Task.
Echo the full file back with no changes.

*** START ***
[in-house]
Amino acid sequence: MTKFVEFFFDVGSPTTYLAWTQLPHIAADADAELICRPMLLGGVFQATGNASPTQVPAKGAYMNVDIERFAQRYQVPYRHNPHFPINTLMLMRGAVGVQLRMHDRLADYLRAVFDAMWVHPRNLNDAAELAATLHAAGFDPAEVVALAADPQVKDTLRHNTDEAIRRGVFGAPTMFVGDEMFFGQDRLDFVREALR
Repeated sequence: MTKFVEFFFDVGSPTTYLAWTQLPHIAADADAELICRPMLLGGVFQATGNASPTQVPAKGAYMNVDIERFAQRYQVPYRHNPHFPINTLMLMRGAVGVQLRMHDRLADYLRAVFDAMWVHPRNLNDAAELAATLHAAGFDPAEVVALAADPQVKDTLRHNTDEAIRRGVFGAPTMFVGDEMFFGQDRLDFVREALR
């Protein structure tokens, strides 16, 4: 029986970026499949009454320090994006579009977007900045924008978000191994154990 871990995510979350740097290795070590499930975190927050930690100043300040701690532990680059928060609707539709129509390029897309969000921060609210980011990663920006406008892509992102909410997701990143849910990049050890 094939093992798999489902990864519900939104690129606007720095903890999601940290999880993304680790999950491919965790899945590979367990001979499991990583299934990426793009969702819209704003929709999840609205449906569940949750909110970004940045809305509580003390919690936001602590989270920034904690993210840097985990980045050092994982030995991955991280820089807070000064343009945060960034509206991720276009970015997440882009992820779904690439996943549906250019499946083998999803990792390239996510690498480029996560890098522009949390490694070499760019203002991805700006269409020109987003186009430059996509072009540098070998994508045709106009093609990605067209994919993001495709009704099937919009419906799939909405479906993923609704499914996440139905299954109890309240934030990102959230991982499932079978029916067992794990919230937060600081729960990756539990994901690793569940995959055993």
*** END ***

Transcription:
[in-house]
Amino acid sequence: MTKFVEFFFDVGSPTTYLAWTQLPHIAADADAELICRPMLLGGVFQATGNASPTQVPAKGAYMNVDIERFAQRYQVPYRHNPHFPINTLMLMRGAVGVQLRMHDRLADYLRAVFDAMWVHPRNLNDAAELAATLHAAGFDPAEVVALAADPQVKDTLRHNTDEAIRRGVFGAPTMFVGDEMFFGQDRLDFVREALR
Repeated sequence: MTKFVEFFFDVGSPTTYLAWTQLPHIAADADAELICRPMLLGGVFQATGNASPTQVPAKGAYMNVDIERFAQRYQVPYRHNPHFPINTLMLMRGAVGVQLRMHDRLADYLRAVFDAMWVHPRNLNDAAELAATLHAAGFDPAEVVALAADPQVKDTLRHNTDEAIRRGVFGAPTMFVGDEMFFGQDRLDFVREALR
């Protein structure tokens, strides 16, 4: 029986970026499949009454320090994006579009977007900045924008978000191994154990 871990995510979350740097290795070590499930975190927050930690100043300040701690532990680059928060609707539709129509390029897309969000921060609210980011990663920006406008892509992102909410997701990143849910990049050890 094939093992798999489902990864519900939104690129606007720095903890999601940290999880993304680790999950491919965790899945590979367990001979499991990583299934990426793009969702819209704003929709999840609205449906569940949750909110970004940045809305509580003390919690936001602590989270920034904690993210840097985990980045050092994982030995991955991280820089807070000064343009945060960034509206991720276009970015997440882009992820779904690439996943549906250019499946083998999803990792390239996510690498480029996560890098522009949390490694070499760019203002991805700006269409020109987003186009430059996509072009540098070998994508045709106009093609990605067209994919993001495709009704099937919009419906799939909405479906993923609704499914996440139905299954109890309240934030990102959230991982499932079978029916067992794990919230937060600081729960990756539990994901690793569940995959055993």